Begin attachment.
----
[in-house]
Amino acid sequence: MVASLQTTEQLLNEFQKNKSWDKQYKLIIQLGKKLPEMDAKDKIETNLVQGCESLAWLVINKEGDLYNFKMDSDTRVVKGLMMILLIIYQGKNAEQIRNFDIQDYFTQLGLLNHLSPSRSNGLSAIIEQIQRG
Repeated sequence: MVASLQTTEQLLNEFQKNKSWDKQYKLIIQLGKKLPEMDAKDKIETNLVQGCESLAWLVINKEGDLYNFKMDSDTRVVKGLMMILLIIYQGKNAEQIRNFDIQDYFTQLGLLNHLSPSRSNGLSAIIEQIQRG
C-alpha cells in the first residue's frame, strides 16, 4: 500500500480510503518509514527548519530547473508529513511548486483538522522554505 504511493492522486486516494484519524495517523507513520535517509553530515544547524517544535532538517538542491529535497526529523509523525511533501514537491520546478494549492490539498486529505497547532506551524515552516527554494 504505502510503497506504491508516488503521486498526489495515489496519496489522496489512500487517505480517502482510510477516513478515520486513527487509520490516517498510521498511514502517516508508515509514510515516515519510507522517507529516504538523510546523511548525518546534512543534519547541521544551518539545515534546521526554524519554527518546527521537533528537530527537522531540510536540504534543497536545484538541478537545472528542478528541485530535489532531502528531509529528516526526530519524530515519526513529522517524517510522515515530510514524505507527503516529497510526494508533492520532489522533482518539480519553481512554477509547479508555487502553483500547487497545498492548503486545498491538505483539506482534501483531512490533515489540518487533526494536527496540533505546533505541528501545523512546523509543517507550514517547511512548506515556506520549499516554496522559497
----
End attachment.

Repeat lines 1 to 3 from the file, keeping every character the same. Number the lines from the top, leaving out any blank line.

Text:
[in-house]
Amino acid sequence: MVASLQTTEQLLNEFQKNKSWDKQYKLIIQLGKKLPEMDAKDKIETNLVQGCESLAWLVINKEGDLYNFKMDSDTRVVKGLMMILLIIYQGKNAEQIRNFDIQDYFTQLGLLNHLSPSRSNGLSAIIEQIQRG
Repeated sequence: MVASLQTTEQLLNEFQKNKSWDKQYKLIIQLGKKLPEMDAKDKIETNLVQGCESLAWLVINKEGDLYNFKMDSDTRVVKGLMMILLIIYQGKNAEQIRNFDIQDYFTQLGLLNHLSPSRSNGLSAIIEQIQRG